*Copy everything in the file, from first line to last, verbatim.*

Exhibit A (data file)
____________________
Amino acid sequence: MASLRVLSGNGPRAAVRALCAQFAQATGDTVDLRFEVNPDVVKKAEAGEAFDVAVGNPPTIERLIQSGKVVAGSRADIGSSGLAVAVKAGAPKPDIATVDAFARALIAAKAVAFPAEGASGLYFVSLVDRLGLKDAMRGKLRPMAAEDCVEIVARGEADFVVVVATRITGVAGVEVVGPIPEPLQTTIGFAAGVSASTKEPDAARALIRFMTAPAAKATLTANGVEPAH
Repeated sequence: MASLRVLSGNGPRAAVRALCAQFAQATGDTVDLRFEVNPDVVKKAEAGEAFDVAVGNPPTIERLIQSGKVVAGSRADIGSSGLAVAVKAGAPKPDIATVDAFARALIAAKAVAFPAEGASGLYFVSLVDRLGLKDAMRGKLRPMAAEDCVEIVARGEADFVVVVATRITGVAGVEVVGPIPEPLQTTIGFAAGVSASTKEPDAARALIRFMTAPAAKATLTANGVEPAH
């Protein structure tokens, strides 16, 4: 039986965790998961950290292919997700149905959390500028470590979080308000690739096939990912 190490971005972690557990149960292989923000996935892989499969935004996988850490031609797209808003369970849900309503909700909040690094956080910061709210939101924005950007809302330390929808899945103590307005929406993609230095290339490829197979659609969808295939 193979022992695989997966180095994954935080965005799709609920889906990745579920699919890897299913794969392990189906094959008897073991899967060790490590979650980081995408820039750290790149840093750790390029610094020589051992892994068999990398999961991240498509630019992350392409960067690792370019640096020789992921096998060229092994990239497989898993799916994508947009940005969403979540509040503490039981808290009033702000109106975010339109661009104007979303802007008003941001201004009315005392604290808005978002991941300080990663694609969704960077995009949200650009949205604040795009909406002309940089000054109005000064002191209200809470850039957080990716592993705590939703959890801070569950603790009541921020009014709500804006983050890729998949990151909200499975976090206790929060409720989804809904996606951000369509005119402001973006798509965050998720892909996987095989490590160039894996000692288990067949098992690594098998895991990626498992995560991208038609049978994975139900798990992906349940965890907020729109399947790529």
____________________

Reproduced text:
Amino acid sequence: MASLRVLSGNGPRAAVRALCAQFAQATGDTVDLRFEVNPDVVKKAEAGEAFDVAVGNPPTIERLIQSGKVVAGSRADIGSSGLAVAVKAGAPKPDIATVDAFARALIAAKAVAFPAEGASGLYFVSLVDRLGLKDAMRGKLRPMAAEDCVEIVARGEADFVVVVATRITGVAGVEVVGPIPEPLQTTIGFAAGVSASTKEPDAARALIRFMTAPAAKATLTANGVEPAH
Repeated sequence: MASLRVLSGNGPRAAVRALCAQFAQATGDTVDLRFEVNPDVVKKAEAGEAFDVAVGNPPTIERLIQSGKVVAGSRADIGSSGLAVAVKAGAPKPDIATVDAFARALIAAKAVAFPAEGASGLYFVSLVDRLGLKDAMRGKLRPMAAEDCVEIVARGEADFVVVVATRITGVAGVEVVGPIPEPLQTTIGFAAGVSASTKEPDAARALIRFMTAPAAKATLTANGVEPAH
């Protein structure tokens, strides 16, 4: 039986965790998961950290292919997700149905959390500028470590979080308000690739096939990912 190490971005972690557990149960292989923000996935892989499969935004996988850490031609797209808003369970849900309503909700909040690094956080910061709210939101924005950007809302330390929808899945103590307005929406993609230095290339490829197979659609969808295939 193979022992695989997966180095994954935080965005799709609920889906990745579920699919890897299913794969392990189906094959008897073991899967060790490590979650980081995408820039750290790149840093750790390029610094020589051992892994068999990398999961991240498509630019992350392409960067690792370019640096020789992921096998060229092994990239497989898993799916994508947009940005969403979540509040503490039981808290009033702000109106975010339109661009104007979303802007008003941001201004009315005392604290808005978002991941300080990663694609969704960077995009949200650009949205604040795009909406002309940089000054109005000064002191209200809470850039957080990716592993705590939703959890801070569950603790009541921020009014709500804006983050890729998949990151909200499975976090206790929060409720989804809904996606951000369509005119402001973006798509965050998720892909996987095989490590160039894996000692288990067949098992690594098998895991990626498992995560991208038609049978994975139900798990992906349940965890907020729109399947790529």